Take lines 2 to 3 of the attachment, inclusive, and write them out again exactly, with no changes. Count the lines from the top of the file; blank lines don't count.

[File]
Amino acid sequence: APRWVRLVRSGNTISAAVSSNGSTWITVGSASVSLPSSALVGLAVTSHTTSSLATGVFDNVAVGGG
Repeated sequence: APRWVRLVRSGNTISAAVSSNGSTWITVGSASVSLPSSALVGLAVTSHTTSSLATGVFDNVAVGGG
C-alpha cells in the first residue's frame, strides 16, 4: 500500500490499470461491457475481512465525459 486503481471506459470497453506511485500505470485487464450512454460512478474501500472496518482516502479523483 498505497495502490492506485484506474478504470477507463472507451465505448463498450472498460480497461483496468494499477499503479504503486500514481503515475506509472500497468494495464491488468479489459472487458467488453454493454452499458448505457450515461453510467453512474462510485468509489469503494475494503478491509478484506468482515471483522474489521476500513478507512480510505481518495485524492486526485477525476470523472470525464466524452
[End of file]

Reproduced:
Repeated sequence: APRWVRLVRSGNTISAAVSSNGSTWITVGSASVSLPSSALVGLAVTSHTTSSLATGVFDNVAVGGG
C-alpha cells in the first residue's frame, strides 16, 4: 500500500490499470461491457475481512465525459 486503481471506459470497453506511485500505470485487464450512454460512478474501500472496518482516502479523483 498505497495502490492506485484506474478504470477507463472507451465505448463498450472498460480497461483496468494499477499503479504503486500514481503515475506509472500497468494495464491488468479489459472487458467488453454493454452499458448505457450515461453510467453512474462510485468509489469503494475494503478491509478484506468482515471483522474489521476500513478507512480510505481518495485524492486526485477525476470523472470525464466524452